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Reviewed by:
  • Catholic Activism in South-West France, 1540–1570
  • Mark Greengrass
Catholic Activism in South-West France, 1540–1570. By Kevin Gould. [St Andrews Studies in Reformation History.] (Burlington, Vermont: Ashgate Publishing Co.2006. Pp. viii, 190. $99.95. ISBN 0-7546-5226-2.)

In the recent flurry of monographs on the regional and local dimensions of the "wars of religion" in France, we have not had any study dedicated to the problem of Catholic mobilization early in the wars of religion. Kevin Gould seeks to fill that gap in this energetically researched and interesting monograph, the published version of his 2003 Warwick University doctoral thesis. His argument is that Catholic "activism"was a mutually supportive composite of formal, urban-based organizations (legal fraternities, syndicats for urban defense purposes, oath-bound leagues, and crusades) and more informal networks, [End Page 374] particularly orchestrated by local nobles in positions of influence. His argument is supported by a close analysis of a particularly interesting region. The southwest of France was a crucible for sectarian conflict in the early civil wars, but Catholic activism there owed little to the influence of the Guise clan, the aristocratic lineage traditionally seen as the movers and shakers of Catholic reaction. Gould finds its local and indigenous roots in the urban elites, and his book is a carefully constructed examination of the related developments in Bordeaux,Agen, and Toulouse. They were very far from being simply a defensive copycat reaction to Protestant militancy, but had their own particular forms of organization and mechanisms for rallying support. Particularly interesting is his emphasis on the legal fraternities that became politicized in Bordeaux and (albeit in a rather different fashion) Toulouse through their conflicts with the Protestant-inclined arts-faculty students. Gould sees these as providing the origins for the syndicat in Bordeaux, an organism that emerged in the course of the summer of 1561 to provide a measure of protection to the city against Protestant subversion from within or incursion from without. Those implicated in its activities shared a conviction that the Catholics of the southwest had been left to their own devices, and they cultivated, as in Agen and Toulouse, a sense that the French monarchy and its representatives in Guyenne and upper Languedoc simply did not understand how dangerous was the threat of militant Protestantism in their midst. Its attempts at mediation before the civil wars were misunderstood or traduced, just as its efforts to establish the edicts of pacification and pluralist local government were held in suspicion and frustrated at every turn. If the periods of military conflict had lasted longer, we might have seen Catholic urban activism in the southwest become more than the para-institutional shadows that Gould skillfully recovers for us. If so, they would have undoubtedly become even more dependent on the regional Catholic noble military commanders who, in periods of military conflict, did not trouble to keep their oath-bound leagues a secret and whose strength lay in their capacity to mobilize support from across a whole locality. Blaise de Monluc, the best-known Catholic noble of the southwest, emerges as by far the most shrewd and successful manipulator of the various brands of Catholic activism of this region. But to understand more fully the social antagonisms faced by the nobility of the southwest in this period, and their inclination to seek for support across the Pyrenees, this study now needs to be read alongside Serge Brunet's magisterial "De l'Espagne dans le Ventre!". Les catholiques du sud-ouest face à la Réforme (1540–1589) (Paris: Champion, 2007). Gould's picture is, however, of a mainly lay Catholic activism. He is less convincing on its clerical dimension. Few people reading this study would realize the importance of Cardinal Georges d'Amboise's role as Archbishop of Toulouse in the mobilization of Catholic forces there, or the significance of the Jacobin Melchior Flavin's preaching (mediated, in part, through the publications of the ultra-Catholic Colomièz press in Toulouse) in mobilizing Catholic opinion. [End Page 375]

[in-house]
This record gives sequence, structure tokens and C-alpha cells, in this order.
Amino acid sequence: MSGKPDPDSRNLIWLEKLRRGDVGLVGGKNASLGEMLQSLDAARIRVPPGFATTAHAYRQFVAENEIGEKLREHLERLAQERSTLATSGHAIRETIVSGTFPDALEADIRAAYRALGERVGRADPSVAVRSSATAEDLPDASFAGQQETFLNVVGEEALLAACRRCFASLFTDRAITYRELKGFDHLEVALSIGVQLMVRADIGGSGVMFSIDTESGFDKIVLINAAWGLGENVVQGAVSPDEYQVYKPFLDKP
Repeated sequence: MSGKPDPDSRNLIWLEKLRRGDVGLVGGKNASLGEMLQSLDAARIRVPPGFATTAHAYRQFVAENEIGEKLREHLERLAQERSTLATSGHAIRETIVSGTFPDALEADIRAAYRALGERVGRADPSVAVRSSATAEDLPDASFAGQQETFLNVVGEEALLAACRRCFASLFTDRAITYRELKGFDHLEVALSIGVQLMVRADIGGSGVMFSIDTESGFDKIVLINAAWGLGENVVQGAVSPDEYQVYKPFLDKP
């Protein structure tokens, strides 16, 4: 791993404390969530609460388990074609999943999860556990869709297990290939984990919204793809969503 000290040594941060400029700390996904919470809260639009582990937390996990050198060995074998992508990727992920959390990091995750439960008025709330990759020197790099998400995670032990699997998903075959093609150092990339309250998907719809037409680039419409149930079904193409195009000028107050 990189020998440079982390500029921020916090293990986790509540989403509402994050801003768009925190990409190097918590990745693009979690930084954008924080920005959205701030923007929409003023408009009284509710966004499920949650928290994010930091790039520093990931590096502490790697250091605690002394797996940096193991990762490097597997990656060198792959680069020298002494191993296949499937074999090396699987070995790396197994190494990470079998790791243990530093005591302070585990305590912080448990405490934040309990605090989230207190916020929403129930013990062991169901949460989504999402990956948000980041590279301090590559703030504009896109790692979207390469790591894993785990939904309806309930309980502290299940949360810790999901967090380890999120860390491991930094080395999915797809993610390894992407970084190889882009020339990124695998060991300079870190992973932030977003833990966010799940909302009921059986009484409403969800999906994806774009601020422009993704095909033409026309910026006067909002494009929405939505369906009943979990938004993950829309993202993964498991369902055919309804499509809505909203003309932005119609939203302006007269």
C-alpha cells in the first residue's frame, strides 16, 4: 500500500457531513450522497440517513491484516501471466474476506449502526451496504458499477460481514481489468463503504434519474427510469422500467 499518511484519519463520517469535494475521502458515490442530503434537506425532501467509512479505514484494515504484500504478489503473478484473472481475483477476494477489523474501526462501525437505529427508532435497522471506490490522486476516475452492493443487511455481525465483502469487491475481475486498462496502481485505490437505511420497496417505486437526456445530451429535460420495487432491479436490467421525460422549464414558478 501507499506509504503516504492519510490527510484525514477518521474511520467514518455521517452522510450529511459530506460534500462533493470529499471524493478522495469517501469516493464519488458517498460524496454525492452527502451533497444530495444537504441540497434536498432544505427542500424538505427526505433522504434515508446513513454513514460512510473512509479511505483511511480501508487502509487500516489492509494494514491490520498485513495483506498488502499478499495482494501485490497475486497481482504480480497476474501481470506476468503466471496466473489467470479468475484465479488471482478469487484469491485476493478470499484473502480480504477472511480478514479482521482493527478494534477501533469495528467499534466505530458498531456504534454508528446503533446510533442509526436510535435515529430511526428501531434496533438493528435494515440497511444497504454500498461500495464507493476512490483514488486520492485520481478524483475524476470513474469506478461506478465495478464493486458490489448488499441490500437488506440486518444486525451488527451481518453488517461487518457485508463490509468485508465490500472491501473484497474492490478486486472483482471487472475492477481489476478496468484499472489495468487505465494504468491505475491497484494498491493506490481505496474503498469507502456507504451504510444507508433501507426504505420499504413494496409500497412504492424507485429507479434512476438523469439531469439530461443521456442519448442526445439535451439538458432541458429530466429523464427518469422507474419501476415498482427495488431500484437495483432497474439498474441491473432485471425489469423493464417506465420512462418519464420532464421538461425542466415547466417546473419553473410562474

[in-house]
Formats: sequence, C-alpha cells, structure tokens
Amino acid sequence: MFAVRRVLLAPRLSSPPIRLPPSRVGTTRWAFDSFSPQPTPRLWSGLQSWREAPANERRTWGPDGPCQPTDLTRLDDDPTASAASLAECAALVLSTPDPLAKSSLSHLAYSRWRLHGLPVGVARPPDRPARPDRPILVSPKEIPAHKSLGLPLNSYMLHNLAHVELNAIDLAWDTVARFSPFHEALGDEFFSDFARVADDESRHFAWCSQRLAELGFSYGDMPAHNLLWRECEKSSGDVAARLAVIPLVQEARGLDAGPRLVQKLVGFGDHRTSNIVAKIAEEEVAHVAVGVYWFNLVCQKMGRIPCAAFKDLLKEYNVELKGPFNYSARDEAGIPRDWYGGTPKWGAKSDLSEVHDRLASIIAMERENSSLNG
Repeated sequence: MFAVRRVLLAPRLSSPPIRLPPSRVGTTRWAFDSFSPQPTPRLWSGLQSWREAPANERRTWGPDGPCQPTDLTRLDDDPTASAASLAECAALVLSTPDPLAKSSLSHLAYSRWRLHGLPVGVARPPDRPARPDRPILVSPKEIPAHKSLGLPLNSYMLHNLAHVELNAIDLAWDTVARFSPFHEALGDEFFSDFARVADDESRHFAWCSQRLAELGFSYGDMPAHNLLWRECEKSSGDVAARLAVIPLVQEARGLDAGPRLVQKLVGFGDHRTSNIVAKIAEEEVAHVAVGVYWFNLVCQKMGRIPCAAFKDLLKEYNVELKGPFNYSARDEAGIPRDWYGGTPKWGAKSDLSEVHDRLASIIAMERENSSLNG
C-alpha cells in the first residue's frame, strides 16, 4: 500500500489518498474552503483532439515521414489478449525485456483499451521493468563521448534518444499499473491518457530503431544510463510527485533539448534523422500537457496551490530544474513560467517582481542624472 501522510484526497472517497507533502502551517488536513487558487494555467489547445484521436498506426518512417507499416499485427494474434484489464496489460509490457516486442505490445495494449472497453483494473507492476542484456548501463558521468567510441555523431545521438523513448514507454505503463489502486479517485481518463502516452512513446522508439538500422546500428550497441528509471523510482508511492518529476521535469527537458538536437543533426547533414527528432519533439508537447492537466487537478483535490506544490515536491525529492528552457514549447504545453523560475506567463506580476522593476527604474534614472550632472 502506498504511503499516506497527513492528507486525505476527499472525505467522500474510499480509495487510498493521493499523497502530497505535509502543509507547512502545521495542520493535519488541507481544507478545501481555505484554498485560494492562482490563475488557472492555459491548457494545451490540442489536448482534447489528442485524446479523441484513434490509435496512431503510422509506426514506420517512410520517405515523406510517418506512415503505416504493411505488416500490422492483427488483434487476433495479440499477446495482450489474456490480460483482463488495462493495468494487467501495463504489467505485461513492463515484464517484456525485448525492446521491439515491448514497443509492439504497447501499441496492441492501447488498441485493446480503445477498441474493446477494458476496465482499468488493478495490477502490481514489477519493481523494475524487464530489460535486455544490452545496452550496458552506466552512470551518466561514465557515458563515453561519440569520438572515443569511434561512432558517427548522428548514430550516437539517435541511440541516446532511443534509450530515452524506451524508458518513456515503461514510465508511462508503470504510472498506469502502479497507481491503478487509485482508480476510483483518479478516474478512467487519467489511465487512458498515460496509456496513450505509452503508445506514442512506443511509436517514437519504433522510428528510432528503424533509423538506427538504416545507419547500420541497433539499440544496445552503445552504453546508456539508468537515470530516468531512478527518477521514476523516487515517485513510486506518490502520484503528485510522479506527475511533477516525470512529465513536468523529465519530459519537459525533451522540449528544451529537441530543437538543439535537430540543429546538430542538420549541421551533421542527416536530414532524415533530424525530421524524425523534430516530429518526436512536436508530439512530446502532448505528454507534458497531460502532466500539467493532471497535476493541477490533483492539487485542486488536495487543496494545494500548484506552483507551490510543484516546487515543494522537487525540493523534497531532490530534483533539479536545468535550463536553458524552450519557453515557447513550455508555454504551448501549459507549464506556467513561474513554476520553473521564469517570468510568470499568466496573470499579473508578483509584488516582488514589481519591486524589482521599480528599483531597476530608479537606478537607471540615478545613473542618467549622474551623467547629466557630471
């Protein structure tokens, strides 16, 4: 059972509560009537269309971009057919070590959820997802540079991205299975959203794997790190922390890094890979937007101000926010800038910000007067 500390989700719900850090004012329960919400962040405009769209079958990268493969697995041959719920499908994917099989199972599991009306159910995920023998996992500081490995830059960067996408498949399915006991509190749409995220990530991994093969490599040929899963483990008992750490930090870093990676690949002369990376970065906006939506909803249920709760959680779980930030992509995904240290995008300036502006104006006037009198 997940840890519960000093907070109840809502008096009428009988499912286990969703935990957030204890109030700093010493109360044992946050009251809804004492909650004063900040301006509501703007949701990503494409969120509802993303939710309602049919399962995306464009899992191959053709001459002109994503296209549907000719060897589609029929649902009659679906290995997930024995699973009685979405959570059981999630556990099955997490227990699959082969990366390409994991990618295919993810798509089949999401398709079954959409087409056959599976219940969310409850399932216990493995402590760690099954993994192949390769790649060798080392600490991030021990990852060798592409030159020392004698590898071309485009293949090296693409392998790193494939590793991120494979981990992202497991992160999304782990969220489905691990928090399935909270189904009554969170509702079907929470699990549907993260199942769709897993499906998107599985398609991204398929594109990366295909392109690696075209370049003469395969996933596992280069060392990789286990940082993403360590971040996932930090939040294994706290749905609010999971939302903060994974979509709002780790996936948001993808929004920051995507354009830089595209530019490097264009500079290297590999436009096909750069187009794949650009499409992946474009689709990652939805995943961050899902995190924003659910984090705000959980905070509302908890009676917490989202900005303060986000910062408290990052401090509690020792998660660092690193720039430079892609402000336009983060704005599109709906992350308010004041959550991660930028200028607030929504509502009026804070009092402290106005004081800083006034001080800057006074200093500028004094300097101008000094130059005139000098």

Mark Greengrass
University of Sheffield


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